The morning was glorious, at least as seen from the depths of the Todra Gorge. Last night we were given the choice between (a) lazing around the pool until lunch time, (b) same as (a) but going for a gentle walk along the river to our lunch place, or (c) going for a 4-hour hike to the top of a nearby mountain. I chose the latter, and by 7 am a group of seven of us got ready to go walking. It was a tough climb, and visions of lounging by the pool kept going through my mind as I huffed and puffed up the trail. A month of doing a lot of sitting has definitely eroded my stamina!
Ah, but the views were fabulous, just like hiking one of the tributaries of
Zion or the Grand
Canyon. It was early enough that we got a lot of the morning cool,
and by 10:30 we made it to the top (and not a moment too soon, if you ask me). The
view was absolutely worth the effort, and I spent a few minutes showing my
fellow hikers a beautiful example of a reef, a thrust fault, and a series of
folds. Really spectacular geology!
One of the highlights of this hike was a visit to an old nomad who lives atop of the mountain. He is 76 years old, speaks only Berber, and welcomes visitors to his high mountain abode. We were invited to his tent, formed of heavy wool blankets, and he immediately went out to gather mountain herbs to invite us a cup of tea. Not two minutes had passed when I felt the urgent need to sneeze, and my left nostril started flowing like crazy. I borrowed a tissue (which became a soggy mess in an instant), and had to excuse myself to go sneeze violently outside of the tent. After a few minutes in the fresh air the itch calmed itself a little, and I came to join the others for tea. As soon as I came into the tent the need to sneeze came back with a vengeance, and while the others chatted with the old man, using our guide as an interpreter, my nose gushed in between the sneezing. That was the start of a miserable half day. I suspect that something in the dust of the old wool blankets brought in a severe allergic reaction, but it could also been that the first sneeze caused a small lesion in the very dry inner left nostril, and that my body is simply trying to generate enough liquid to return it to its normal moist condition.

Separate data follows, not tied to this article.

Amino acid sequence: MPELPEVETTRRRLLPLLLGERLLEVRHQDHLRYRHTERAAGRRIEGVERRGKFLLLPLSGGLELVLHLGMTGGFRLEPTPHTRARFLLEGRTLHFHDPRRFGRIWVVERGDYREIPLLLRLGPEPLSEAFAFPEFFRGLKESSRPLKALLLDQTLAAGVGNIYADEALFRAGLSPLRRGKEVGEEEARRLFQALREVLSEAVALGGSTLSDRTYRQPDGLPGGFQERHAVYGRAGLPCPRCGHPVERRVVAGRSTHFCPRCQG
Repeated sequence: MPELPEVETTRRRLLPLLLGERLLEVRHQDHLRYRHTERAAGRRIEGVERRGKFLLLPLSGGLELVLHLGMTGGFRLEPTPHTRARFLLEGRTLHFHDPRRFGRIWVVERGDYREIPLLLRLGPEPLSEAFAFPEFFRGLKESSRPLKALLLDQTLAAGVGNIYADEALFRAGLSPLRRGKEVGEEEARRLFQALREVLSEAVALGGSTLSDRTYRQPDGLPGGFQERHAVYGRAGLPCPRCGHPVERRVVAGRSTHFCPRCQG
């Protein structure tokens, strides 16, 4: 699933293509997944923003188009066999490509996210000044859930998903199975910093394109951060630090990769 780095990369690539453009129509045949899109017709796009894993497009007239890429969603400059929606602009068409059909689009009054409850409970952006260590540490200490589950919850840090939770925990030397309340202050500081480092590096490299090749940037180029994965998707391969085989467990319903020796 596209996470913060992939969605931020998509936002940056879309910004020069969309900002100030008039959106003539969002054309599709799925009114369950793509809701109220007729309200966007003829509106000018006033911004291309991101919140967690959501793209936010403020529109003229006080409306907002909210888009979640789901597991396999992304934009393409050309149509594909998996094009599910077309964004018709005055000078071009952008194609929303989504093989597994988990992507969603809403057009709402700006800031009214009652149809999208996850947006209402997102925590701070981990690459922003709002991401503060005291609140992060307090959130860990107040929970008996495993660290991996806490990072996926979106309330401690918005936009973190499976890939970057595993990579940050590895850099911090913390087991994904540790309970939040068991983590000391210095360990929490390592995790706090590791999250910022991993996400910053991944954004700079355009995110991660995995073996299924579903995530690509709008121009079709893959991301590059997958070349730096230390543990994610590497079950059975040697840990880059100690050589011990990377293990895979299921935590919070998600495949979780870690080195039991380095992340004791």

The way down was mild torture, partly because of the sneezing and partly because by then the heat of the day was being felt in earnest. Once we made it to the bottom of the gorge we platched in the river to cool down and went to our lunch meeting place. Horror of horrors, it was a closed stuffy room lined with wool carpets, so I started my violent sneezing once again. It was so bad that I decided to skip lunch and simply stood by an open window, gulping big batches of warm but clean air.